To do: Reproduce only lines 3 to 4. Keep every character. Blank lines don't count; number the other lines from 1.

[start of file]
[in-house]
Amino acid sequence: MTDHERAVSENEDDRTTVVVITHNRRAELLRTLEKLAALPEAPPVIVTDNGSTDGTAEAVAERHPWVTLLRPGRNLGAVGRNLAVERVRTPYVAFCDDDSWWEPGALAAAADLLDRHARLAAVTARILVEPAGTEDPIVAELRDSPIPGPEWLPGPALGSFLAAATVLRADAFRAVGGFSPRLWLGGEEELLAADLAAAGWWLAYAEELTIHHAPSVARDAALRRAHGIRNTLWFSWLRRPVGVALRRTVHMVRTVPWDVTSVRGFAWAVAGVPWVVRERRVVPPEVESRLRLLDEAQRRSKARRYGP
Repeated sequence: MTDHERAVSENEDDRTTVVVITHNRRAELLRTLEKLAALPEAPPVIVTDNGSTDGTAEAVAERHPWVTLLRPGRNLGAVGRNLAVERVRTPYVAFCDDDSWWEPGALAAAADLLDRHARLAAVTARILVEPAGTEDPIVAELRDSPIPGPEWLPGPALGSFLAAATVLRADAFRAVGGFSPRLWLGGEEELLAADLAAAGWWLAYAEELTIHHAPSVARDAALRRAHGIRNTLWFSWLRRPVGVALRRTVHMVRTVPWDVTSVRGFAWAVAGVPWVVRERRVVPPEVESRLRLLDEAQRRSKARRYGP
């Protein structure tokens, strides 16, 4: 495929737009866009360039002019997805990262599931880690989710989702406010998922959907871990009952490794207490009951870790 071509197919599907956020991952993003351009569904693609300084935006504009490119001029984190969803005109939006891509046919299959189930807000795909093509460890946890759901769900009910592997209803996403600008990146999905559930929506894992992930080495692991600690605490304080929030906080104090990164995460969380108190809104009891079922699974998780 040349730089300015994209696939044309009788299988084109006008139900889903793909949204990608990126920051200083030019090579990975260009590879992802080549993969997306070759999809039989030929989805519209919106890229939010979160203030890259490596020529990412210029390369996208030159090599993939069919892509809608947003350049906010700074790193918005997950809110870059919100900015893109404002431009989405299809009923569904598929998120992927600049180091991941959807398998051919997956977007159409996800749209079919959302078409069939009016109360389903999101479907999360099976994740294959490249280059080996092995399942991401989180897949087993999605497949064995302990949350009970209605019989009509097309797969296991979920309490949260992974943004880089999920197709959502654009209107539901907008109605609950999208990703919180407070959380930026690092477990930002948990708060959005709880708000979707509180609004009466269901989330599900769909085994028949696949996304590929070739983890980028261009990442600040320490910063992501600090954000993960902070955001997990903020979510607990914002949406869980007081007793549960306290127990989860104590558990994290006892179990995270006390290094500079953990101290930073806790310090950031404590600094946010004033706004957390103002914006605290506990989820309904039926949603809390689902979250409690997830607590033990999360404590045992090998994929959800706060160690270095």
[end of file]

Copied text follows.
Repeated sequence: MTDHERAVSENEDDRTTVVVITHNRRAELLRTLEKLAALPEAPPVIVTDNGSTDGTAEAVAERHPWVTLLRPGRNLGAVGRNLAVERVRTPYVAFCDDDSWWEPGALAAAADLLDRHARLAAVTARILVEPAGTEDPIVAELRDSPIPGPEWLPGPALGSFLAAATVLRADAFRAVGGFSPRLWLGGEEELLAADLAAAGWWLAYAEELTIHHAPSVARDAALRRAHGIRNTLWFSWLRRPVGVALRRTVHMVRTVPWDVTSVRGFAWAVAGVPWVVRERRVVPPEVESRLRLLDEAQRRSKARRYGP
């Protein structure tokens, strides 16, 4: 495929737009866009360039002019997805990262599931880690989710989702406010998922959907871990009952490794207490009951870790 071509197919599907956020991952993003351009569904693609300084935006504009490119001029984190969803005109939006891509046919299959189930807000795909093509460890946890759901769900009910592997209803996403600008990146999905559930929506894992992930080495692991600690605490304080929030906080104090990164995460969380108190809104009891079922699974998780 040349730089300015994209696939044309009788299988084109006008139900889903793909949204990608990126920051200083030019090579990975260009590879992802080549993969997306070759999809039989030929989805519209919106890229939010979160203030890259490596020529990412210029390369996208030159090599993939069919892509809608947003350049906010700074790193918005997950809110870059919100900015893109404002431009989405299809009923569904598929998120992927600049180091991941959807398998051919997956977007159409996800749209079919959302078409069939009016109360389903999101479907999360099976994740294959490249280059080996092995399942991401989180897949087993999605497949064995302990949350009970209605019989009509097309797969296991979920309490949260992974943004880089999920197709959502654009209107539901907008109605609950999208990703919180407070959380930026690092477990930002948990708060959005709880708000979707509180609004009466269901989330599900769909085994028949696949996304590929070739983890980028261009990442600040320490910063992501600090954000993960902070955001997990903020979510607990914002949406869980007081007793549960306290127990989860104590558990994290006892179990995270006390290094500079953990101290930073806790310090950031404590600094946010004033706004957390103002914006605290506990989820309904039926949603809390689902979250409690997830607590033990999360404590045992090998994929959800706060160690270095």